How to Incorporate Functional Fitness Workouts Into Your Routine

Functional fitness workouts can be incorporated into your routine by choosing exercises that mimic movements you do in your daily life, such as squats, lunges, and lifting weights. It is essential to start without weights (or with light weights) and focus on proper form to prevent injury. Then, gradually increase the intensity of your workouts over time. 

We’ve picked five simple, no-accessories-necessary, functional strength training exercises you can practice right here while finishing this article—or later during the commercial breaks of your most recent no-shame TV binge. 

1. Squats

Squatting is an integral part of any functional fitness routine and should be done slowly and controlled with an optional light dumbbell in each hand. Limit range of motion and complete 2 sets of 15 reps.

2. Plank

A plank works the whole body but focuses on the core. It involves rolling shoulders down and back, forming a straight line from head to heels, and holding for 30 seconds to a minute. Repeat 2 to 3 times. Strengthening those core muscles—deltoids, pectorals, abdominals, rhomboids, and more—is essential for a healthy life. 

3. Bridge

The posterior chain is full of powerful muscles essential for day-to-day movement. To strengthen the glute bridge, lie on your back with your knees bent and feet flat on the floor, and place your arms down by your sides. Inhale and lift your hips toward the ceiling, engaging your core, glutes, and hamstrings. Slowly return to the start and repeat 5-15 times.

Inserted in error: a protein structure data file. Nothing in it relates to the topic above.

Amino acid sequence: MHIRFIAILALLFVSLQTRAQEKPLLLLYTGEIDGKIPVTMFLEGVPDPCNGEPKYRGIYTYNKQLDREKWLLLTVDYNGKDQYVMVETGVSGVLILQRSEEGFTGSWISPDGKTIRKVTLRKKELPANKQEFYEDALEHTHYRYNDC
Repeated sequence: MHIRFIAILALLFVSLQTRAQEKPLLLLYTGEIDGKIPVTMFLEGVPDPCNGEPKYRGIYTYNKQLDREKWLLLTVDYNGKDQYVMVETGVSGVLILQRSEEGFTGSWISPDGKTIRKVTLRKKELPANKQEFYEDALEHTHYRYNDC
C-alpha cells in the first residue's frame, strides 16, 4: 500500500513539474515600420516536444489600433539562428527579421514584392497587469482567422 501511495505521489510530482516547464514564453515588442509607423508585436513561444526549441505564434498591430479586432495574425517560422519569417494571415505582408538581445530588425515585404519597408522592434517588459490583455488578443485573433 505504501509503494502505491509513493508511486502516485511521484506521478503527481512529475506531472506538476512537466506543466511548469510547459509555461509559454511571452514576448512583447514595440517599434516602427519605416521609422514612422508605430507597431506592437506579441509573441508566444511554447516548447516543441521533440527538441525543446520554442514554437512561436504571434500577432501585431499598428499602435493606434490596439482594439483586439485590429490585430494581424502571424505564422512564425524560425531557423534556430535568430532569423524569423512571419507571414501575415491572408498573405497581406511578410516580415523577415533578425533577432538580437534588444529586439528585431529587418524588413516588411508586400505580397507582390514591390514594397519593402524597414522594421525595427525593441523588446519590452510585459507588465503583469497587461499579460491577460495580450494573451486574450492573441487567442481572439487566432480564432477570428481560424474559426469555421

4. Lunge

The split stance, forming a triangle with your legs and the ground, is a great way to strengthen your quadriceps and promote mobility in your knee joints. To do this, lunge forward on your leading leg, not exceeding 90 degrees, and return to start. Repeat 2 sets of 15 reps on each side.

5. Downward-Facing Dog

This yoga pose necessitates supporting your body weight, which immensely benefits functional daily movement. Start in a high plank position, keep your hands, feet, and neck stationary, and lift your hips to form a triangle with the ground. Hold for 10 to 90 seconds as you’re able. Repeat 2 more times.

Functional Fitness vs. Weight Training: What’s the Difference?

As you know, functional fitness focuses on movements that mimic everyday activities. On the other hand, weight training is centered around lifting weights to build muscle mass and strength. 

For example, a common weight training exercise is the bicep curl, which tones one particular muscle while using the elbow joint. This exercise is focused on building upper arm muscle. A functional strength training activity may be lunging to the left or right with a kettlebell. This exercise builds balance, flexibility, form, and strength while simultaneously engaging multiple muscles and joints. 

Of course, both weight training and functional strength training have their benefits and can be incorporated into a well-rounded fitness routine. But for those without a lot of time for fitness and general health goals, we give functional fitness an A+. 

Join Planet Fitness to start your functional fitness journey and take advantage of free fitness training through our PE@PF program, available to all PF members.